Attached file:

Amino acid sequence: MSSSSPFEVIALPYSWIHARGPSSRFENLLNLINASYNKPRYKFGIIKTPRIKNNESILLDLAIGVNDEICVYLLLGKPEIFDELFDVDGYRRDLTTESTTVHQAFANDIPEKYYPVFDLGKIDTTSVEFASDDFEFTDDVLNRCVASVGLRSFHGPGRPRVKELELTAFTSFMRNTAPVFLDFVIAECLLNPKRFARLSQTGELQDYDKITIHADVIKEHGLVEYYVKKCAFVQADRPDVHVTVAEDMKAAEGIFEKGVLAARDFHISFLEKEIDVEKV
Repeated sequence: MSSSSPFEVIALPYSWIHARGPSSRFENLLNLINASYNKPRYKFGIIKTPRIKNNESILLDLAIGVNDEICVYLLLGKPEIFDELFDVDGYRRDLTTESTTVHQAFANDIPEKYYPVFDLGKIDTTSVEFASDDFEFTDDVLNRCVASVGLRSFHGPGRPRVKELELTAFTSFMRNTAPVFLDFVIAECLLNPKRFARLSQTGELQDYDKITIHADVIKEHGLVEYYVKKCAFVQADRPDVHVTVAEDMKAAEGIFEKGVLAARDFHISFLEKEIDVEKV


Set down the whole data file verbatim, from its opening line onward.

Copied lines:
Amino acid sequence: MSSSSPFEVIALPYSWIHARGPSSRFENLLNLINASYNKPRYKFGIIKTPRIKNNESILLDLAIGVNDEICVYLLLGKPEIFDELFDVDGYRRDLTTESTTVHQAFANDIPEKYYPVFDLGKIDTTSVEFASDDFEFTDDVLNRCVASVGLRSFHGPGRPRVKELELTAFTSFMRNTAPVFLDFVIAECLLNPKRFARLSQTGELQDYDKITIHADVIKEHGLVEYYVKKCAFVQADRPDVHVTVAEDMKAAEGIFEKGVLAARDFHISFLEKEIDVEKV
Repeated sequence: MSSSSPFEVIALPYSWIHARGPSSRFENLLNLINASYNKPRYKFGIIKTPRIKNNESILLDLAIGVNDEICVYLLLGKPEIFDELFDVDGYRRDLTTESTTVHQAFANDIPEKYYPVFDLGKIDTTSVEFASDDFEFTDDVLNRCVASVGLRSFHGPGRPRVKELELTAFTSFMRNTAPVFLDFVIAECLLNPKRFARLSQTGELQDYDKITIHADVIKEHGLVEYYVKKCAFVQADRPDVHVTVAEDMKAAEGIFEKGVLAARDFHISFLEKEIDVEKV